“Reframing Kasalikas: Mindanao Theater” was a grand theatrical production that showed the “Maharadia Lawana,” the Maranao version of the Ramayana story. Dramatic treatments were crafted from episodes of the folk prose story by five Mindanao theater groups—the Sining Kambayoka Ensemble of Mindanao State University (MSU) in Marawi City; Sining Kandidilimudan Ensemble of MSU in Maguindanao; Kabpapagariya Ensemble of MSU in General Santos City; Kaliwat Performing Artists Collective of Davao City; and Kagay-an Performing Arts Troupe of Cagayan de Oro City. The treatments were strung together and performed during the festival.
The Budayaw Colloqium consisted of a series of talks and lectures on cultural exchanges and preservation in the BIMP-EAGA, safeguarding cultural diversity and policies and practices affecting cultural exchange.
Other events such as a tourism expo and trade fair, a traditional pagana, a fashion show and special tour packages made the festival a more immersive experience in exploring the richness of Mindanao culture.
Unity in diversity
Horfilla said Budayaw aims to gather experiences and proposals to craft strategies to enhance cultural exchanges among the BIMP-EAGA member countries, which will be submitted to different cultural ministries “so that they will open more windows for cultural exchange for artists.”
He added, “Roots of tradition and routes of development in culture are the key issues that we would like to highlight in the Budayaw Festival. We also want to emphasize the right of people to appreciate different cultures.”
In showcasing the diversity of creative expressions of BIMP-EAGA cultural masters and artists, the festival hoped to raise awareness and foster appreciation for the cultures and arts of the region, thus generating understanding and solidarity among the peoples of the BIMP-EAGA. Achieving a unity of nations and cultures may be a difficult feat but it is something to behold when achieved, as expressed in a poem Almario wrote for the event:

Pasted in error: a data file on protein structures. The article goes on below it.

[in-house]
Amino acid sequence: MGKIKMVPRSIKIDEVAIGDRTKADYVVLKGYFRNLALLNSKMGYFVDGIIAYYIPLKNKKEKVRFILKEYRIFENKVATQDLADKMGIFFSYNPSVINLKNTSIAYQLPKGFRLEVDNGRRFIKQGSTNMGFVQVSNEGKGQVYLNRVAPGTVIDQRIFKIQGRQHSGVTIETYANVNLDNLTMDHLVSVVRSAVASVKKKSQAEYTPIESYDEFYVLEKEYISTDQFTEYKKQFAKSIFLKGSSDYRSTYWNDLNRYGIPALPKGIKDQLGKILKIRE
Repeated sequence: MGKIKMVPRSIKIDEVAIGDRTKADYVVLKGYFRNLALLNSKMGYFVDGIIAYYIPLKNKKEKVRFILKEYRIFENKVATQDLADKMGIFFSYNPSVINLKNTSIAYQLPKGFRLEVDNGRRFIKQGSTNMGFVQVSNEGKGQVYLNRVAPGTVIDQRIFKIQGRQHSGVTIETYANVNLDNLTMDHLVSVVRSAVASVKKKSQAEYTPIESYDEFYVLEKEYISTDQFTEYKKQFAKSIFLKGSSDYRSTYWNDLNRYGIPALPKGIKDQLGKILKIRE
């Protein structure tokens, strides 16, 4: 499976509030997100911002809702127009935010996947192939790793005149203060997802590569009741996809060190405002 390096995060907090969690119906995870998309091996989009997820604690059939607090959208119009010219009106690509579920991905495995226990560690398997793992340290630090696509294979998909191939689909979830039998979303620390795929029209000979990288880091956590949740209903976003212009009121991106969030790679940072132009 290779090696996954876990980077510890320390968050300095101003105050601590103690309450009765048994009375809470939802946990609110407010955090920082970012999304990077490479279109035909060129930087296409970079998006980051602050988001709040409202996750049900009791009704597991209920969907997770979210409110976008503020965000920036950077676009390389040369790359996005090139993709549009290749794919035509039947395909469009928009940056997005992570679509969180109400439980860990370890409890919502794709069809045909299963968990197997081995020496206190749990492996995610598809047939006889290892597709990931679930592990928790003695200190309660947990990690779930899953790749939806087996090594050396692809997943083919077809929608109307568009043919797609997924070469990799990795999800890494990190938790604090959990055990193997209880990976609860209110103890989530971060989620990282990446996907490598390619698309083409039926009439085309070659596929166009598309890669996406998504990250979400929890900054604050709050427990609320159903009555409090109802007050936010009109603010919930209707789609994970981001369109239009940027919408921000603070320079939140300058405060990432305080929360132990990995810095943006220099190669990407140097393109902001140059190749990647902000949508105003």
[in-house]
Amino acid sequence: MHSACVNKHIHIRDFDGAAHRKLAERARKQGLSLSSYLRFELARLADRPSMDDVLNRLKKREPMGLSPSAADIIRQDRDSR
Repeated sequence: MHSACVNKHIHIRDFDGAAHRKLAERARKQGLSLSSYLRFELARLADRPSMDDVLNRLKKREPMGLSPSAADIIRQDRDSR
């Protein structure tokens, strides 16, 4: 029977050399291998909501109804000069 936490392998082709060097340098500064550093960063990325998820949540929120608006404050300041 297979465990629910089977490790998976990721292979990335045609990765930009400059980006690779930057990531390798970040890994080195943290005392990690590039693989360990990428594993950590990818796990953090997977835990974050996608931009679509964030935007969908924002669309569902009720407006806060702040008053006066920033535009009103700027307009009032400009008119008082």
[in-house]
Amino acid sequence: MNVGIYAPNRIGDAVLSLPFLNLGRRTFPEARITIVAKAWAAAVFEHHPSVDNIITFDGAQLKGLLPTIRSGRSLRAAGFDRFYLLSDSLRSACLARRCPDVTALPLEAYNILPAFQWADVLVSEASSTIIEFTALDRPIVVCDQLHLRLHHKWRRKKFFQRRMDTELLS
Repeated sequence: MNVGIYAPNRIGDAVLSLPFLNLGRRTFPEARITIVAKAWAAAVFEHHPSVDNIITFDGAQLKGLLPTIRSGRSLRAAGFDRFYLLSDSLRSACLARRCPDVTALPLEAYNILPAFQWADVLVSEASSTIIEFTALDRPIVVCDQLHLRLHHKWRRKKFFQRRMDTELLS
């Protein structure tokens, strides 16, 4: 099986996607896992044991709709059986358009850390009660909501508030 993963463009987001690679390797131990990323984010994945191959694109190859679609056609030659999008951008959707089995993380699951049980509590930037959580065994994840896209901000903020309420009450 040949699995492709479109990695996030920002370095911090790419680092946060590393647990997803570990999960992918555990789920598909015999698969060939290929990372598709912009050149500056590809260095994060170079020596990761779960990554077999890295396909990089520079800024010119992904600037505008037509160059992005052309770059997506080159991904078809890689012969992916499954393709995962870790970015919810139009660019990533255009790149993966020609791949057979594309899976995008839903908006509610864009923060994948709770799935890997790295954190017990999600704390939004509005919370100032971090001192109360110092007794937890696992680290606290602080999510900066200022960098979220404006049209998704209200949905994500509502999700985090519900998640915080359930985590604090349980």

(Sermong alay sa BIMP-EAGA)
Ay, hirap magkaisa!
Kahit alam nating ito’y mahalaga.
Upang mas tumibay
Kaylangan ng lubid ang maraming hibla;
At lumiligaya dahil nag-iisa.
Upang mas sumarap
Kaylangan ng luto ang maraming sangkap.
Mas maraming kulay,
Kahit bahaghari’y lalong dumidilag;
Mga bayan pa bang
Nabigkis ang hindi lalong magsiunlad?
Ang ating planeta sa mga lunggating
Hindi magkasanib sa iisang mithi.
Ay, hirap magkaisa!
[May apat? Nagsáma? Maligayang batì!]
(Sermon for the BIMP-EAGA)
(Translated by Marne Kilates)
Alas, it’s so hard to unite!
Even if we know it’s important.
To be strong
A rope must have many strands;
No one can live
And be happy because one is alone.
To be more delicious
A dish must have many ingredients.
With more colors,
Even a rainbow is lovelier;
And countries bound
As one, didn’t they progress even more?
But our planet
Is divided with aspirations
So separate, not one in purpose.
Alas, it’s so hard to unite!
[Oh, four? Together? Them I must greet!]
Roel Hoang Manipon is the managing editor of Agung, the newsletter of the NCCA, and the assistant editor for the lifestyle section of The Daily Tribune. He graduated with bachelor degrees in Journalism and Literature from the University of Santo Tomas, where he was editor in chief of The Flame of the Faculty of Arts and Letters, president of the Thomasian Writers Guild, and associate editor of The Varsitarian. (firstname.lastname@example.org)